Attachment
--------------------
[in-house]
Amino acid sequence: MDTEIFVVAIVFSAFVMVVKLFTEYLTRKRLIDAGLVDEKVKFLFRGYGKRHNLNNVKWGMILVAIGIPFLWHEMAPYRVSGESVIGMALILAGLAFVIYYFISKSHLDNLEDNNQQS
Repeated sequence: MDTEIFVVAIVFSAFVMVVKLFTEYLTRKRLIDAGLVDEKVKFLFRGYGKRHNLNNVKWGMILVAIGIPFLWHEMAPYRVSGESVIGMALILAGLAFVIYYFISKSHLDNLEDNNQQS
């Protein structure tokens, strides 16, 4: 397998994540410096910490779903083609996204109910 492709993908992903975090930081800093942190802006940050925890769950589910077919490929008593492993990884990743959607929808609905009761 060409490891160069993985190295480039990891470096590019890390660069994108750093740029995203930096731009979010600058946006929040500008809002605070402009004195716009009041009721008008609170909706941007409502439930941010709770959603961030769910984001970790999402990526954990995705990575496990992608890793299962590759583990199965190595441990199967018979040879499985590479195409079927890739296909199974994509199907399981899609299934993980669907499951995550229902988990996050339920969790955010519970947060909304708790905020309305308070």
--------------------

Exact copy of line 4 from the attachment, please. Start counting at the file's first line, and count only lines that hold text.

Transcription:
């Protein structure tokens, strides 16, 4: 397998994540410096910490779903083609996204109910 492709993908992903975090930081800093942190802006940050925890769950589910077919490929008593492993990884990743959607929808609905009761 060409490891160069993985190295480039990891470096590019890390660069994108750093740029995203930096731009979010600058946006929040500008809002605070402009004195716009009041009721008008609170909706941007409502439930941010709770959603961030769910984001970790999402990526954990995705990575496990992608890793299962590759583990199965190595441990199967018979040879499985590479195409079927890739296909199974994509199907399981899609299934993980669907499951995550229902988990996050339920969790955010519970947060909304708790905020309305308070």